Equity in Highly Capable (HiCap) programs in Washington State is a hot topic these days. There's no question that there is a disproportional under-representation of low-income students, students with learning disabilities, English Language Learners, and students of color in our HiCap programs statewide. But what is the root cause behind this disproportionality?
Peeling the onion, first we find that there are many outdated identification practices in common use, that each carry bias: relying on parent or teacher referral to identify students for testing, conducting testing on Saturdays, using only English-language test instruments, sending only English-language information about the HiCap program to parents, yearly testing windows, not providing practice tests to all students, ignoring known biases in the test instruments, relying on the appeal process to catch mistakes, and many others.
Peeling the onion a bit further, we find that even if students were identified properly, there are many outdated practices in how districts provide access to HiCap programming that creates barriers, such as: not providing full transportation to magnet programs, classroom makeup that does not reflect the diversity of the community, believing that differentiation can reliably meet HiCap student needs, assuming that all students have access to technology and homework help at home, and many others.
Peeling the onion a bit further, we realize that the driving issue behind these problems of identification and access is a lack of funding in the WA state budget, despite the fact that Highly Capable programs have been part of Basic Education since 2014. Outdated identification practices arise because there is not enough funding to “do it right.” Furthermore, HiCap funding is used almost entirely for identification and professional development (not staff), so UNDER-FUNDING highly capable programs in the WA state education budget is DIRECTLY RESPONSIBLE FOR OUR EQUITY PROBLEM in highly capable programs across the state.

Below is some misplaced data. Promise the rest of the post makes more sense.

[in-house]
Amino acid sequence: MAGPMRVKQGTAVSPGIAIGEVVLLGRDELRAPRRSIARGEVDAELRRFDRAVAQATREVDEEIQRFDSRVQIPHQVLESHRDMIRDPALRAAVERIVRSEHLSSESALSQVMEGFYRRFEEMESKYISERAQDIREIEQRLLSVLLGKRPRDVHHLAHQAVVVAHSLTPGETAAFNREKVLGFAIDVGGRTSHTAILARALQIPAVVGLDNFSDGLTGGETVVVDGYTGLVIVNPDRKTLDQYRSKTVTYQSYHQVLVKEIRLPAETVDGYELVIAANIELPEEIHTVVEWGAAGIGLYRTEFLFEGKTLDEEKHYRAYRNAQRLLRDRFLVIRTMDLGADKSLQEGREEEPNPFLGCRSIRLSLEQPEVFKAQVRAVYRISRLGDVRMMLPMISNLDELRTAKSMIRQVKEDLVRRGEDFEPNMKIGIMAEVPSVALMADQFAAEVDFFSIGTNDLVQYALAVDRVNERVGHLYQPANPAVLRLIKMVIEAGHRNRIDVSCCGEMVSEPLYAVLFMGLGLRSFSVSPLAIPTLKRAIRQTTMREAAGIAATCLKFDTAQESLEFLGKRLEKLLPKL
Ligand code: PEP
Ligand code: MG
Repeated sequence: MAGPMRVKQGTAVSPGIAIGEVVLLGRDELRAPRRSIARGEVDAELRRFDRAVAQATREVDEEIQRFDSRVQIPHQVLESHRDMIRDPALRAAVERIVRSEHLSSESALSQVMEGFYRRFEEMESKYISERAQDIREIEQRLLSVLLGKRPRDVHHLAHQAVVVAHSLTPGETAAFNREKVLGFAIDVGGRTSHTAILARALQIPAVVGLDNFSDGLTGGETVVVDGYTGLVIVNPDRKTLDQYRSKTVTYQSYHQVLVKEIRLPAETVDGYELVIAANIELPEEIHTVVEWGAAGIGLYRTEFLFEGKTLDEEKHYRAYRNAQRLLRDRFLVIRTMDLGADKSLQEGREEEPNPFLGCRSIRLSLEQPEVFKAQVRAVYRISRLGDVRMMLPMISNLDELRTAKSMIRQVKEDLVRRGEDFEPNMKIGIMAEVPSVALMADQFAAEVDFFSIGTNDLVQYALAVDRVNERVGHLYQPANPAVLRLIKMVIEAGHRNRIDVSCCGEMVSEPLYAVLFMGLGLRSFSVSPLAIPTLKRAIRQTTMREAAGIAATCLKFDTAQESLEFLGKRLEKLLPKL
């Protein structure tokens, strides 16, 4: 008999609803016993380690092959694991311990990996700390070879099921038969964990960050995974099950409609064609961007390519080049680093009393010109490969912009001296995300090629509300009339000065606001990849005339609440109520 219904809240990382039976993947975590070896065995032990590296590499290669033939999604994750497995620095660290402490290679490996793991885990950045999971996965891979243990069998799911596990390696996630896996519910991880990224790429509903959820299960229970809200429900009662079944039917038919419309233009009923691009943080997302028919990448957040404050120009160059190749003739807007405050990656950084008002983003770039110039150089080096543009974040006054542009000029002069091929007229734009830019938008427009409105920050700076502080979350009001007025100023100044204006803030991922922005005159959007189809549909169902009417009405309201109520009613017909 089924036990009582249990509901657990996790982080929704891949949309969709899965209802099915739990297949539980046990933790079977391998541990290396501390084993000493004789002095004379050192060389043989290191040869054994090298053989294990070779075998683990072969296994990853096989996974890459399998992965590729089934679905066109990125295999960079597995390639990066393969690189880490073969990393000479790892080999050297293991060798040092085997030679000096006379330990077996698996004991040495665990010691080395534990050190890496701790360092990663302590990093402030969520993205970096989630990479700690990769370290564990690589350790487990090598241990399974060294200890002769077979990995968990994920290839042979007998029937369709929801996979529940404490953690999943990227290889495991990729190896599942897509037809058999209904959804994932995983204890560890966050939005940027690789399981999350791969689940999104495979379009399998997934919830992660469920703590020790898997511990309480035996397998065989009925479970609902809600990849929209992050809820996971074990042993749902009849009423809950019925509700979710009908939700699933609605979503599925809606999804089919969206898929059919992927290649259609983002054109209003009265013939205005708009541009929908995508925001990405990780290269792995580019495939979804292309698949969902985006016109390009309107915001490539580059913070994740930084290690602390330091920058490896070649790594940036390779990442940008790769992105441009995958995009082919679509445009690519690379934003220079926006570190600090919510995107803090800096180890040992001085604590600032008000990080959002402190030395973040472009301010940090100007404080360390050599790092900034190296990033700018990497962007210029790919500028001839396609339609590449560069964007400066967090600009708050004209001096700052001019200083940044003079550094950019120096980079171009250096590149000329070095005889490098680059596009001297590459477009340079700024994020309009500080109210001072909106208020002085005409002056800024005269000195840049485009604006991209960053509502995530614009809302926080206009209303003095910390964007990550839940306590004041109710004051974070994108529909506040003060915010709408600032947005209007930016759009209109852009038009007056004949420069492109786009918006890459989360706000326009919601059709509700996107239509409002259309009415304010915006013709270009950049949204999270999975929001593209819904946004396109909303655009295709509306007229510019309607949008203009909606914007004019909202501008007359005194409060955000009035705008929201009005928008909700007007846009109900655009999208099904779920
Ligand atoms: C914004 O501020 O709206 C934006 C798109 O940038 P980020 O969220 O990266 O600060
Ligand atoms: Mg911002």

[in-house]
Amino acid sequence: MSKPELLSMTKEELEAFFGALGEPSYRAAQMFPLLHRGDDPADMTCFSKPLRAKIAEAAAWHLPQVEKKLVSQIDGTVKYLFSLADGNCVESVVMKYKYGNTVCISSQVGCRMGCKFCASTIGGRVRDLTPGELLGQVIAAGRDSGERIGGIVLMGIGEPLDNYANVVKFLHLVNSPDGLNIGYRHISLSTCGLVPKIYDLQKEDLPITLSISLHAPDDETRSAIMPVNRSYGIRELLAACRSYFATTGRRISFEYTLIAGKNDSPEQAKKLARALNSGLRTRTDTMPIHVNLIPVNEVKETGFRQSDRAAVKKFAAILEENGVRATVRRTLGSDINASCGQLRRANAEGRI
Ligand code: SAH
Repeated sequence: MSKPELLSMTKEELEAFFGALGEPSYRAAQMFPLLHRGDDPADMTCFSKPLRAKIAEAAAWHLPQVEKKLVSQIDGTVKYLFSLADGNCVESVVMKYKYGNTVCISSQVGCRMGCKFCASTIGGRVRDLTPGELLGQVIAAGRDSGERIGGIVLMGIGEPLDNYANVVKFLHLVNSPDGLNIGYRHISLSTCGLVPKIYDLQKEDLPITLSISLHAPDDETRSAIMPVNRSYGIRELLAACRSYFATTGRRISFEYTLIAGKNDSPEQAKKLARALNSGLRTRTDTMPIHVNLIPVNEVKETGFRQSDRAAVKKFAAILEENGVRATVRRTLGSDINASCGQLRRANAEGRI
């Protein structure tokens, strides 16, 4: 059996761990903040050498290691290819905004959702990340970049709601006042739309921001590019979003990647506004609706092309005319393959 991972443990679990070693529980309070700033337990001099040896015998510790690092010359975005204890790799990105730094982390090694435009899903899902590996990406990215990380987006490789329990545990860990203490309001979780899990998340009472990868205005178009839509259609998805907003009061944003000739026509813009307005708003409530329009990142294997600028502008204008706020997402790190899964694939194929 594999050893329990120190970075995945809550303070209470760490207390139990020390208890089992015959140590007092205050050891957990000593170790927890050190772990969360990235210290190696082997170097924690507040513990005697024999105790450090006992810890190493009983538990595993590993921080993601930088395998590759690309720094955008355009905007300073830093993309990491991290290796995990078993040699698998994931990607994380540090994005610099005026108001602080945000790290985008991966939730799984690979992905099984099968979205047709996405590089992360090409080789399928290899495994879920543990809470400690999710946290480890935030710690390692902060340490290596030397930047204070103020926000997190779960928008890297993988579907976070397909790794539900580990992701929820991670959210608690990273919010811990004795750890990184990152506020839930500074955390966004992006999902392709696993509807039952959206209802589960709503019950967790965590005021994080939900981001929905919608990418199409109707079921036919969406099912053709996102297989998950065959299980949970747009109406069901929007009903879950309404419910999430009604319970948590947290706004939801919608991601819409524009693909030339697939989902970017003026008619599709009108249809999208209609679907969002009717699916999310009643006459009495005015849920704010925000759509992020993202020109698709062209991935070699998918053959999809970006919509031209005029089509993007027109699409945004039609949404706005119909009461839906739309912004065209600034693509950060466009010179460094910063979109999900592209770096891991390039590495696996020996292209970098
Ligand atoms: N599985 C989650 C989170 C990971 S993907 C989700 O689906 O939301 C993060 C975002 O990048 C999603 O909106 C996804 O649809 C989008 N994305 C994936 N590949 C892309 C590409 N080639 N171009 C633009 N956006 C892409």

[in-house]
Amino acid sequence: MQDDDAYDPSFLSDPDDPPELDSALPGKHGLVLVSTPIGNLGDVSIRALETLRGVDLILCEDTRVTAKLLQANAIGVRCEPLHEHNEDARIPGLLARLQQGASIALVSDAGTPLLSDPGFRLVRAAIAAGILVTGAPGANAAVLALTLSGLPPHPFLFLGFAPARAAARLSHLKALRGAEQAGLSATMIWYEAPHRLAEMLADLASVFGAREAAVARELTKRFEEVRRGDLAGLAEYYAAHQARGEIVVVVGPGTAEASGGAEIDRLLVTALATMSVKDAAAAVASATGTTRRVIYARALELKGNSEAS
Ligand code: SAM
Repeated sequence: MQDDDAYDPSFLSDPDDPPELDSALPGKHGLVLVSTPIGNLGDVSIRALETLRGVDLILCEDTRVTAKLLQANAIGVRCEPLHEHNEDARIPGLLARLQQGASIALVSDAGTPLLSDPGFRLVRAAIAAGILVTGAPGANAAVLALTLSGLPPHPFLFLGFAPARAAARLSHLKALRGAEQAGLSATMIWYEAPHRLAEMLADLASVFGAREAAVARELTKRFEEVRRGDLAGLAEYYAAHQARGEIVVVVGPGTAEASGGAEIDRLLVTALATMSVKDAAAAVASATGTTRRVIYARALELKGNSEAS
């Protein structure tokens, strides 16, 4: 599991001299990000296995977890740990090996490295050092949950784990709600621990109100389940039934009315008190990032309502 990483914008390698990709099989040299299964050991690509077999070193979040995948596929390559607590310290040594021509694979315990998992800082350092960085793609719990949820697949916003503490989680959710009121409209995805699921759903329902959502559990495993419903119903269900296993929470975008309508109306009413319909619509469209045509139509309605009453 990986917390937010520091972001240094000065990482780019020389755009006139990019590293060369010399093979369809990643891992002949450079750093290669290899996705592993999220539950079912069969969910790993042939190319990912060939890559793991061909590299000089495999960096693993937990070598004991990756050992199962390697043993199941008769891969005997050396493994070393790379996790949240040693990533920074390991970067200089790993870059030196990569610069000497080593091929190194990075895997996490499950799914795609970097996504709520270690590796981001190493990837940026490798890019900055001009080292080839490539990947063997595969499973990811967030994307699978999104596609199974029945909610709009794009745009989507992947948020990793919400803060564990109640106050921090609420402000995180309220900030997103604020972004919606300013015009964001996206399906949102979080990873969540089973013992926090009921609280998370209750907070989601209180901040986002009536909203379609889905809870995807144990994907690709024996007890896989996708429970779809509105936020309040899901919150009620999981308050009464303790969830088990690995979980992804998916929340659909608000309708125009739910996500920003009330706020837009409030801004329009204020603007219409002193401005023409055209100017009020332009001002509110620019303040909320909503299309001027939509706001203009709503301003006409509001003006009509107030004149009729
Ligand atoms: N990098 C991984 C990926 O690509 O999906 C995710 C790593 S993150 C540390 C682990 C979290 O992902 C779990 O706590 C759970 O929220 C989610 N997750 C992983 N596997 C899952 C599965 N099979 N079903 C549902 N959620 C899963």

Peeling to the center of the onion, we realize that the reason Highly Capable funding has not been prioritized is because most people believe that HiCap students will turn out alright in the end, regardless of whether they were well served at school. This is a myth. In actuality, HiCap students have challenges in social and emotional development, delayed development of executive function, and are at significant risk of not developing grit or growth mindset if school is always “easy” for them.
We need to stop thinking about Highly Capable programs as a coveted “prize,” and the equity problem as being primarily about figuring out how to spread that prize around more fairly. That’s not it at all.
Rather, we need to reframe the conversation: HiCap programs are a vital “whole child” intervention for vulnerable students who would likely not be successful with a conventional approach. Hence, we need to seek out EVERY child who needs that intervention, in order to best support students’ long term outcomes.
With that frame of mind, we realize that some of our most vulnerable children are habitually underrepresented in our state’s HiCap programs, which just makes this inequity that much more painful. This is a social justice issue.